Sunday, February 24, 2008

No nukes ain't necessarily good nukes

Remember those stray nukes that flew from Minot to Barksdale in firing position last August? The story broke in the Military Times when three whistle-blowing Air Force officers became aware of a back-channel scheme to acquire a few nuclear weapons by person or persons unknown and, recognizing an unprecedented breach of security protocols when they saw one, smelled a rat the size of a Great Dane and went public with their suspicions.

Here's the long version of the story, complete with comment from military people who should know what they're talking about, and a long list of procedures that were allegedly either forgotten or intentionally violated -- simultaneously -- by more than a dozen people whose jobs depend on following these very protocols to the letter every single day of their working lives.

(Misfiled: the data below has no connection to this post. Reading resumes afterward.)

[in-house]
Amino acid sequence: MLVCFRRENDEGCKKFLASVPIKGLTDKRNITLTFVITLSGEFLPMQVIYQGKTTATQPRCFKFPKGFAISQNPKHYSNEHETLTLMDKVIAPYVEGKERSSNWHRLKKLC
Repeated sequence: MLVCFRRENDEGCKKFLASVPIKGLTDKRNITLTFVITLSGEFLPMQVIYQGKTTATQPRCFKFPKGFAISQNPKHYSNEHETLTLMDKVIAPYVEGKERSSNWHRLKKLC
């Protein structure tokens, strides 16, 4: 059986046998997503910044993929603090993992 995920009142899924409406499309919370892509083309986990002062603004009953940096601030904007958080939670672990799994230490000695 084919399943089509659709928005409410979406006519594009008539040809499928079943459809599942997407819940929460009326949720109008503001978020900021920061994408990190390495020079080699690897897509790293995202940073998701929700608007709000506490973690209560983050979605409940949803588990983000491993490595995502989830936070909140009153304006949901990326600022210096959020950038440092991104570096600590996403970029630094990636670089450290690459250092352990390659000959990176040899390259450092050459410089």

Now sit back, grab a beer and I'll tell you a story...

If your memory's in good shape and you follow the machinations of what's laughingly known as our government, you might recall a very weird and disturbing incident from late last summer when six nuclear-tipped cruise missiles, mounted in combat-ready position on the wings of a B-52 were flown from Minot AFB in North Dakota to Barksdale AFB in Louisiana.

Aside from the inconvenient fact that the wing-mounted method of transport is a gross violation of regulations governing shipment of nuclear warheads that have been in place since 1968, the story didn't seem all that newsworthy. Both bases are major B-52 facilities and handle nukes routinely. Barksdale is the primary staging base for B-52s heading for the Middle East. And Caporegime Cheney has made no secret of his growing lust for nuking Iran's uranium enrichment facilities.